RSA and Gardaí publish road fatalities review

The Road Safety Authority (RSA ) and An Garda Síochána have published a provisional review of road fatalities for the first seven months of 2015. The review shows that, from January to July of this year, 92 people died on our roads in 87 collisions, 21 fewer deaths and 17 fewer collisions than the same period last year.

While one death is one too many, it is estimated that a further 100 people may die before the end of the year. However by taking greater responsibility and working together, all road users can prevent this chilling prediction from occurring.

The review of fatalities from January to July 2015 found that:

- Road deaths have declined by 19 per cent compared to last year (92 compared to 113 ) with reductions in all road-user groups;

- Up to 31 July 2015, 41 drivers, 16 passengers, 18 pedestrians, 12 motorcyclists and five cyclists have been killed on Irish roads;

- Reductions in road deaths were most evident in road users aged 15 years or younger (down 11 in 2015 ), vehicle occupants (down nine in 2015 ) and vulnerable road users;

- Younger and older drivers continue to remain a high risk group;

- Non-wearing of seatbelts is a concern for both drivers and passengers;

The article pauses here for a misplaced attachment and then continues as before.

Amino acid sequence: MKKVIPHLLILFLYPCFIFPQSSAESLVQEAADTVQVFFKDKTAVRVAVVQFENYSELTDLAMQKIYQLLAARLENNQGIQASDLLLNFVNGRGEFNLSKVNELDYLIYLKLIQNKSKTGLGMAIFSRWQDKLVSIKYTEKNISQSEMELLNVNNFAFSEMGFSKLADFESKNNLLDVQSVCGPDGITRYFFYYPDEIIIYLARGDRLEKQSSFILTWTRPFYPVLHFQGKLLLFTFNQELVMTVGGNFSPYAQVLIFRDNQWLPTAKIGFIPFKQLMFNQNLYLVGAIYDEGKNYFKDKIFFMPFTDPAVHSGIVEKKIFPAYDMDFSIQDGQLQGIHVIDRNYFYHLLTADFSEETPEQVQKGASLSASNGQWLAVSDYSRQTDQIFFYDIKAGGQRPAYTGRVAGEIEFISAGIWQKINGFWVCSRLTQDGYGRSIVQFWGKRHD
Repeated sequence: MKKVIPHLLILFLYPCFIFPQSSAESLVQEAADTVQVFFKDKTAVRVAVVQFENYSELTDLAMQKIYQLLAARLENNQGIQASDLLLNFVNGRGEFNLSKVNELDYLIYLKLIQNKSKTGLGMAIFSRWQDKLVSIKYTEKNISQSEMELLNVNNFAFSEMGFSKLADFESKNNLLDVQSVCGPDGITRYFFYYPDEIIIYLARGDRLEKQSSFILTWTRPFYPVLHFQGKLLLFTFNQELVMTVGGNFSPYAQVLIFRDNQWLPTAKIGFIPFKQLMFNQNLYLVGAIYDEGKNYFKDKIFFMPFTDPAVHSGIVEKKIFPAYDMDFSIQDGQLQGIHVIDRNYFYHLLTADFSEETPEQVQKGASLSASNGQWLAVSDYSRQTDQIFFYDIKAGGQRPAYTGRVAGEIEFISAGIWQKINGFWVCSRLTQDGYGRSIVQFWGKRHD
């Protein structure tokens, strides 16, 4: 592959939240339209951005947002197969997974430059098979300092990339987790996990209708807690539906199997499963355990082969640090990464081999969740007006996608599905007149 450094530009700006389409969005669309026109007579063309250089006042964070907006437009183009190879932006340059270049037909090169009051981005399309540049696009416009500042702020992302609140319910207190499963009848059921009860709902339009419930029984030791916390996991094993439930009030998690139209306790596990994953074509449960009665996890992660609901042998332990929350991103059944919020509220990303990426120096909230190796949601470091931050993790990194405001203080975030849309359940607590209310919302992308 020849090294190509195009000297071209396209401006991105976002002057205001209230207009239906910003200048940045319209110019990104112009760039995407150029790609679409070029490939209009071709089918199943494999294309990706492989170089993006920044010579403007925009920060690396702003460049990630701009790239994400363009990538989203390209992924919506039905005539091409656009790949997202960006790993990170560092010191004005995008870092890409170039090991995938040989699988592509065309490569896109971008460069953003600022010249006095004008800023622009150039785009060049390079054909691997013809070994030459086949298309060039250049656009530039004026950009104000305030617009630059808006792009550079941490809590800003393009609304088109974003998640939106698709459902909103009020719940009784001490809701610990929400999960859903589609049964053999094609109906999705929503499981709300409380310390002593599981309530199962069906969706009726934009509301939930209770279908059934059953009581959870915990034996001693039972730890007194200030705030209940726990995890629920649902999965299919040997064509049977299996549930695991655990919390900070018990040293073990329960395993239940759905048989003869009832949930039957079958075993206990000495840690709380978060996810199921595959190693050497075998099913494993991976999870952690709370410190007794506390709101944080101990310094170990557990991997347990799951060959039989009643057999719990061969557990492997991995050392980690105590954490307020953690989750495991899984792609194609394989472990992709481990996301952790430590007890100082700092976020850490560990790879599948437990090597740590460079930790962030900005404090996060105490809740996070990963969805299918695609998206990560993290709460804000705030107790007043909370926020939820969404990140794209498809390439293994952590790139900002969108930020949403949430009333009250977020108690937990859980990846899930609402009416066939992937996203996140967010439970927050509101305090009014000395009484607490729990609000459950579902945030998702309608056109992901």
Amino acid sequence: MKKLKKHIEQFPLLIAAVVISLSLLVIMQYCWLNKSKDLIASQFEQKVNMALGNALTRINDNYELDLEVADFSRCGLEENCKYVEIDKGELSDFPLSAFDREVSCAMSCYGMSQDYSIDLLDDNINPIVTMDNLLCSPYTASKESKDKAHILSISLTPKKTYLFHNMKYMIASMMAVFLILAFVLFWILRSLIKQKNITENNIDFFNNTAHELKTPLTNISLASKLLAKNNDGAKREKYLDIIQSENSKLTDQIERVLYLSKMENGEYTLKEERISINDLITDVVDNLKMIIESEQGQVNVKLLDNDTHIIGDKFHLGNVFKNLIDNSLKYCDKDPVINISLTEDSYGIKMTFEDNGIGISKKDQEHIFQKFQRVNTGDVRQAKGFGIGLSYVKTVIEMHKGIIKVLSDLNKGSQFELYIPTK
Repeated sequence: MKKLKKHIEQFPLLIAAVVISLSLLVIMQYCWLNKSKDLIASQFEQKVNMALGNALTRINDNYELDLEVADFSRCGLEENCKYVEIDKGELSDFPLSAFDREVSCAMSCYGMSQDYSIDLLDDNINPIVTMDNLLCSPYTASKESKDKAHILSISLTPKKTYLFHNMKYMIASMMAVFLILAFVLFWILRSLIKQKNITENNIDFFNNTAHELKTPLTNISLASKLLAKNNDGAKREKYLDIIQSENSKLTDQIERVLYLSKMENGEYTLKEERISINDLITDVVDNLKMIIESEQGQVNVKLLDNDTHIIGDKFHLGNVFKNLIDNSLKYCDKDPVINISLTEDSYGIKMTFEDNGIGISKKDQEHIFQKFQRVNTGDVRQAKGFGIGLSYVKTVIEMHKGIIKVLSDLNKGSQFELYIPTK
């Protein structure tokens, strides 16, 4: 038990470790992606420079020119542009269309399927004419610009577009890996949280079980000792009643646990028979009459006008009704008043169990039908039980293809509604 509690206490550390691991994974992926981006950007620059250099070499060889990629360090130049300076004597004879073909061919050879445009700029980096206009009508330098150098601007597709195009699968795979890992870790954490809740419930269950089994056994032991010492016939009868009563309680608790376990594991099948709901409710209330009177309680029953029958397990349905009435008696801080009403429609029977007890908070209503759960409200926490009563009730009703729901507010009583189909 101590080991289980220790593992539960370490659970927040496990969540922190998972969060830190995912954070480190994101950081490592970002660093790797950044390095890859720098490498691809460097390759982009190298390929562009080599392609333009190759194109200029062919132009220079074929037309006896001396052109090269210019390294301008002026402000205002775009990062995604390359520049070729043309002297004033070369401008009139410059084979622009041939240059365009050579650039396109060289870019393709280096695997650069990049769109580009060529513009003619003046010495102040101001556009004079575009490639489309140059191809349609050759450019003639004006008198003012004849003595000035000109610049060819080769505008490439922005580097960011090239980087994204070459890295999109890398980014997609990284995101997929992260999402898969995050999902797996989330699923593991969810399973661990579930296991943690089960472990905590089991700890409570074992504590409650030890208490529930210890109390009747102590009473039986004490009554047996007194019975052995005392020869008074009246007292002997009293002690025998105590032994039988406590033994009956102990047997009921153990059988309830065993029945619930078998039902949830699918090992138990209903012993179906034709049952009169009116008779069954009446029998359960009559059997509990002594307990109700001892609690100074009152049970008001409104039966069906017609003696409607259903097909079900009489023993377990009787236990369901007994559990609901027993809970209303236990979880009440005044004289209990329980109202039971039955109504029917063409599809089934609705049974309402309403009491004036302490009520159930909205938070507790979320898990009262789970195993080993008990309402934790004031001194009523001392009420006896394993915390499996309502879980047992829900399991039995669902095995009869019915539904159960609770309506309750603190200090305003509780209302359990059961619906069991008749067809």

- Non-wearing of high visibility material is a concern for pedestrians;

The highest number of driver fatalities was recorded in Cork with six. Dublin recorded the highest number of vulnerable road user fatalities with seven lives lost between January and July.

Sunday was the worst day for fatalities to date this year, compared to mid-week in 2014. And this year, more fatalities have occurred in the afternoon and evening (from 4pm to 10pm ) than any other time period.

April had the lowest number of monthly fatalities since November 2012 with eight fatalities. However, July was the most dangerous month, with 20 lives lost.

Commenting on the review, Minister for Transport, Tourism and Sport, Paschal Donohoe TD said: “In the first seven months of this year, there have been 21 fewer deaths on our roads. While any reduction in road fatalities is to be welcomed, the month just gone was the worst on our roads so far this year, so we cannot and must not become complacent. If I could ask just one thing of everyone, it is that every time you use the roads, you treat other road users with respect and consideration. By sharing the road safely together, we can all play a role in saving lives.”

The report shows that fatalities among vulnerable road user groups have dropped, with the most notable decrease among pedestrians (down from 23 to 18 ). Where information was available, 10 of 12 pedestrians killed were recorded as not wearing any high visibility material.

There were four fewer pedal cyclists and three fewer motorcyclist fatalities to date in 2015, when compared to 2014. All of the cyclists killed to date were aged between 55 and 75. In terms of motorcyclist fatalities, in seven of the 12 collisions, overtaking, loss of control, and another vehicle making an unexpected manoeuvre were cited as situational factors. 



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